The most critical precaution is to avoid shining the blacklight directly into your or your pet’s eyes, as this can cause short-term and long-term damage. Wearing UV-blocking eyewear is highly recommended for both you and your pet when using a blacklight. UV light exposure guidelines state that ordinary eyeglasses do not provide sufficient protection.

It’s also wise to avoid prolonged skin exposure to the UV light, as it can cause burns. Keep the blacklight at a distance and limit its use to short intervals. You may want to check with your vet about whether your specific cat breed is photosensitive or prone to skin issues from light. For safety, minimize direct contact between the blacklight and your pet’s skin and eyes.

With some simple precautions, a blacklight can be used safely to detect glowing substances. But be sure to keep UV light exposure brief and avoid direct eye contact. If you follow safe usage guidelines, a blacklight can be an effective cleaning tool for cat parents.

Best Blacklights for Pet Messes

When choosing a blacklight to detect pet messes, there are a few key considerations:

Portable LED vs Fluorescent Tubes

LED blacklights are now commonly available and offer some advantages over traditional fluorescent blacklights. LEDs are powered by batteries so they are completely portable and cordless. They are also more durable and longer-lasting than fluorescent tubes. However, fluorescent blacklights cast a wider beam of light which can make inspecting larger areas faster [1].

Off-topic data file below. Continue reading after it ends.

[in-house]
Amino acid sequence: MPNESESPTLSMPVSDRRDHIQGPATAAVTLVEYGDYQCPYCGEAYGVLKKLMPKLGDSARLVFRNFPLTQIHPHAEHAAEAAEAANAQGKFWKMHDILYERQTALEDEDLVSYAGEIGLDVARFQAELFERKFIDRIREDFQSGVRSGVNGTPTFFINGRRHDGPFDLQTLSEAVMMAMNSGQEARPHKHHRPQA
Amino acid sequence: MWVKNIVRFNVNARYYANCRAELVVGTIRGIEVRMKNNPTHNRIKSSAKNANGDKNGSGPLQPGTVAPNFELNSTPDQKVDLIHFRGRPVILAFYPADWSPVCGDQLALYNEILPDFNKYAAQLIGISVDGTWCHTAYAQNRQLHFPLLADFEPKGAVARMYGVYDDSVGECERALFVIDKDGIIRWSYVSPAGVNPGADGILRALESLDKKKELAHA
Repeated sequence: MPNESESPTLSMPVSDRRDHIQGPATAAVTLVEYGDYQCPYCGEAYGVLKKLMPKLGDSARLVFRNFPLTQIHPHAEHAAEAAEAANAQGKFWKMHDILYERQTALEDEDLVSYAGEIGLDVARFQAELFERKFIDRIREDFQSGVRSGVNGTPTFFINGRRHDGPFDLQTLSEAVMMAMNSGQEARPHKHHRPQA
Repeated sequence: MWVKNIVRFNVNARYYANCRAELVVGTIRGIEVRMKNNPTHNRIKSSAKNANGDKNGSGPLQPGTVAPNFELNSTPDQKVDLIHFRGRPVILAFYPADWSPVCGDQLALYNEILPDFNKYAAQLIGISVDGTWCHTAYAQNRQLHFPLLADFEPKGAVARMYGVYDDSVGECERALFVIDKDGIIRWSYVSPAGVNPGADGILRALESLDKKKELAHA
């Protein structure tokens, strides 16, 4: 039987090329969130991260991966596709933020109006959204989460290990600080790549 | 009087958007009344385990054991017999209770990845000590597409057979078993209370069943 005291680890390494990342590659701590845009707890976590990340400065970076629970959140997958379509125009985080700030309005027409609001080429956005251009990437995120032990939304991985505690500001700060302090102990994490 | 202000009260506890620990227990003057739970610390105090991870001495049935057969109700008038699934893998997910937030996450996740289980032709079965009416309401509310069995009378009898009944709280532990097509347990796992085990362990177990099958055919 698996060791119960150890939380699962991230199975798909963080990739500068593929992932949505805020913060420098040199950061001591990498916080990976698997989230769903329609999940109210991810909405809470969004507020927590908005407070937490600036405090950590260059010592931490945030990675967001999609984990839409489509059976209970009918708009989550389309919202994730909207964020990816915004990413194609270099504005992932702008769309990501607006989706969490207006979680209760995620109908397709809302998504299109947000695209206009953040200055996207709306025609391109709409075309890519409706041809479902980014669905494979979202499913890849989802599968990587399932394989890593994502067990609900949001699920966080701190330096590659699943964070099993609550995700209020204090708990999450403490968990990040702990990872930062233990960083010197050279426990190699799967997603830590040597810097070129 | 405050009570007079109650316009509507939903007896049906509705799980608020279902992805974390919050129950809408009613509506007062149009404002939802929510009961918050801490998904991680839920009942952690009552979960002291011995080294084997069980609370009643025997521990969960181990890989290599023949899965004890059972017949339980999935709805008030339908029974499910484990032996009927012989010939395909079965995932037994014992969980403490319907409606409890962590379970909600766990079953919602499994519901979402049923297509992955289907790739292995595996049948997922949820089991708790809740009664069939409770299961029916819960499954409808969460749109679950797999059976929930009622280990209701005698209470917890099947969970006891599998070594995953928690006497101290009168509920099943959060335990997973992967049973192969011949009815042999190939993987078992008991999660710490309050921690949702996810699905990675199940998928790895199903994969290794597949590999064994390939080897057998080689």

Features Like Glare Reduction

Look for a blacklight with features that make it easier to use, like adjustable beam focus, glare reduction, and ergonomic grips. An adjustable focus allows switching between a pinpoint light for small stains and a wide flood beam for scanning bigger areas quickly. Glare reduction helps prevent light reflecting back and making it hard to see stains. A comfortable, slip-proof grip also aids in keeping the light steady while in use [2].

When to Call the Vet About Glowing Vomit

If your cat’s vomit glows under a blacklight, it does not necessarily mean there is an emergency. However, certain signs accompanied by glowing vomit do warrant a call to the veterinarian:

cat owner calling vet about glowing vomit

Signs of blood or illness: If you notice blood, a coffee ground appearance, or your cat seems ill when the vomit glows, contact your vet right away as this could indicate a serious medical issue (VCA Animal Hospitals).

Persistent vomiting: Repeated vomiting, especially if more frequent than once a month, needs to be evaluated by a veterinarian to determine the cause and treat any underlying conditions (My cat keeps vomiting! Should I head to the emergency vet?).

Weight loss, lethargy, etc.: Other concerning symptoms like weight loss, lethargy, loss of appetite, drooling, diarrhea, or hiding paired with glowing vomit are reasons to promptly contact your vet (When To Be Concerned About Feline Vomiting).